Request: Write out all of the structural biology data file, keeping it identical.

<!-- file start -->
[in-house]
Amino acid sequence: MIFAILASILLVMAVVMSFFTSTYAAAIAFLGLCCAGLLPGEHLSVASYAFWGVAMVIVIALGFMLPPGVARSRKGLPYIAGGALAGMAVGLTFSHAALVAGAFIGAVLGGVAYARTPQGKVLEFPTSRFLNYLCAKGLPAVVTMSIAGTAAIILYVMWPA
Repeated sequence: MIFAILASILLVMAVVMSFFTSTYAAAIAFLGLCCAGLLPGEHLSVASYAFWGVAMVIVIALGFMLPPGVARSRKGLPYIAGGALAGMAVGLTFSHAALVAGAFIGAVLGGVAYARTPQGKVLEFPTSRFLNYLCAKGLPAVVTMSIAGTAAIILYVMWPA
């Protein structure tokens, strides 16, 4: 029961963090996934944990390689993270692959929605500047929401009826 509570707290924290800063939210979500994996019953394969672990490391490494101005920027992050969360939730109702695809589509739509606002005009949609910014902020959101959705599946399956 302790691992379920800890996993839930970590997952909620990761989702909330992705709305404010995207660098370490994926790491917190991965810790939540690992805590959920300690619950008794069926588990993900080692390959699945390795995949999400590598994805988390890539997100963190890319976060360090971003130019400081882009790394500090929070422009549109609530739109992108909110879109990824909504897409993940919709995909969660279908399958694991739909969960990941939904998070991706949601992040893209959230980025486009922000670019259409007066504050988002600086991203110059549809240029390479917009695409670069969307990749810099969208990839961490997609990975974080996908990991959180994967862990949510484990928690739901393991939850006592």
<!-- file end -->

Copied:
[in-house]
Amino acid sequence: MIFAILASILLVMAVVMSFFTSTYAAAIAFLGLCCAGLLPGEHLSVASYAFWGVAMVIVIALGFMLPPGVARSRKGLPYIAGGALAGMAVGLTFSHAALVAGAFIGAVLGGVAYARTPQGKVLEFPTSRFLNYLCAKGLPAVVTMSIAGTAAIILYVMWPA
Repeated sequence: MIFAILASILLVMAVVMSFFTSTYAAAIAFLGLCCAGLLPGEHLSVASYAFWGVAMVIVIALGFMLPPGVARSRKGLPYIAGGALAGMAVGLTFSHAALVAGAFIGAVLGGVAYARTPQGKVLEFPTSRFLNYLCAKGLPAVVTMSIAGTAAIILYVMWPA
């Protein structure tokens, strides 16, 4: 029961963090996934944990390689993270692959929605500047929401009826 509570707290924290800063939210979500994996019953394969672990490391490494101005920027992050969360939730109702695809589509739509606002005009949609910014902020959101959705599946399956 302790691992379920800890996993839930970590997952909620990761989702909330992705709305404010995207660098370490994926790491917190991965810790939540690992805590959920300690619950008794069926588990993900080692390959699945390795995949999400590598994805988390890539997100963190890319976060360090971003130019400081882009790394500090929070422009549109609530739109992108909110879109990824909504897409993940919709995909969660279908399958694991739909969960990941939904998070991706949601992040893209959230980025486009922000670019259409007066504050988002600086991203110059549809240029390479917009695409670069969307990749810099969208990839961490997609990975974080996908990991959180994967862990949510484990928690739901393991939850006592």